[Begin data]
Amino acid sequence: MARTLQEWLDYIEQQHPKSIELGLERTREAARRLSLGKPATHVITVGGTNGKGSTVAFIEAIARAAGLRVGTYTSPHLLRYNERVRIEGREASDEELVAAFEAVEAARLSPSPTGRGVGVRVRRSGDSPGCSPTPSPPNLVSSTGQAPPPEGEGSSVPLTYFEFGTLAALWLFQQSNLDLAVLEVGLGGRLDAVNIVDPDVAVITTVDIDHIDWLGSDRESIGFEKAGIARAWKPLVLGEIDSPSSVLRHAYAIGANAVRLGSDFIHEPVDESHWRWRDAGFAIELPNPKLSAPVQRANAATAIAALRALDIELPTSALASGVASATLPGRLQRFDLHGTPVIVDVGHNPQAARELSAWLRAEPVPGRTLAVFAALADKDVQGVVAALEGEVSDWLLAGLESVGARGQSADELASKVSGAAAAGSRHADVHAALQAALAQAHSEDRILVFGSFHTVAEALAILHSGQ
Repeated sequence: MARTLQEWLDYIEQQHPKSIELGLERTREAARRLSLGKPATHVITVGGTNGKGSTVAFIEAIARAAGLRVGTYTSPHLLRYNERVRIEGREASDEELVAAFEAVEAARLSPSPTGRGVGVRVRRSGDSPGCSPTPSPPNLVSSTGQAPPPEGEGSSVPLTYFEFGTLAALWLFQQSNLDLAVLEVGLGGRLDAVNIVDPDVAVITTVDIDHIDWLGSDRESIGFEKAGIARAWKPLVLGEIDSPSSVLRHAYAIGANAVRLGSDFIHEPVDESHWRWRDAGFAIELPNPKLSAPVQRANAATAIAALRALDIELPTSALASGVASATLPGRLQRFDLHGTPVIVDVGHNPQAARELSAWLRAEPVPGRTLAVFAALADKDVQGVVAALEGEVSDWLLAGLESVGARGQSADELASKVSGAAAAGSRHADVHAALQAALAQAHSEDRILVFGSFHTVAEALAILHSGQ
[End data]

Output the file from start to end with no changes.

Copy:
Amino acid sequence: MARTLQEWLDYIEQQHPKSIELGLERTREAARRLSLGKPATHVITVGGTNGKGSTVAFIEAIARAAGLRVGTYTSPHLLRYNERVRIEGREASDEELVAAFEAVEAARLSPSPTGRGVGVRVRRSGDSPGCSPTPSPPNLVSSTGQAPPPEGEGSSVPLTYFEFGTLAALWLFQQSNLDLAVLEVGLGGRLDAVNIVDPDVAVITTVDIDHIDWLGSDRESIGFEKAGIARAWKPLVLGEIDSPSSVLRHAYAIGANAVRLGSDFIHEPVDESHWRWRDAGFAIELPNPKLSAPVQRANAATAIAALRALDIELPTSALASGVASATLPGRLQRFDLHGTPVIVDVGHNPQAARELSAWLRAEPVPGRTLAVFAALADKDVQGVVAALEGEVSDWLLAGLESVGARGQSADELASKVSGAAAAGSRHADVHAALQAALAQAHSEDRILVFGSFHTVAEALAILHSGQ
Repeated sequence: MARTLQEWLDYIEQQHPKSIELGLERTREAARRLSLGKPATHVITVGGTNGKGSTVAFIEAIARAAGLRVGTYTSPHLLRYNERVRIEGREASDEELVAAFEAVEAARLSPSPTGRGVGVRVRRSGDSPGCSPTPSPPNLVSSTGQAPPPEGEGSSVPLTYFEFGTLAALWLFQQSNLDLAVLEVGLGGRLDAVNIVDPDVAVITTVDIDHIDWLGSDRESIGFEKAGIARAWKPLVLGEIDSPSSVLRHAYAIGANAVRLGSDFIHEPVDESHWRWRDAGFAIELPNPKLSAPVQRANAATAIAALRALDIELPTSALASGVASATLPGRLQRFDLHGTPVIVDVGHNPQAARELSAWLRAEPVPGRTLAVFAALADKDVQGVVAALEGEVSDWLLAGLESVGARGQSADELASKVSGAAAAGSRHADVHAALQAALAQAHSEDRILVFGSFHTVAEALAILHSGQ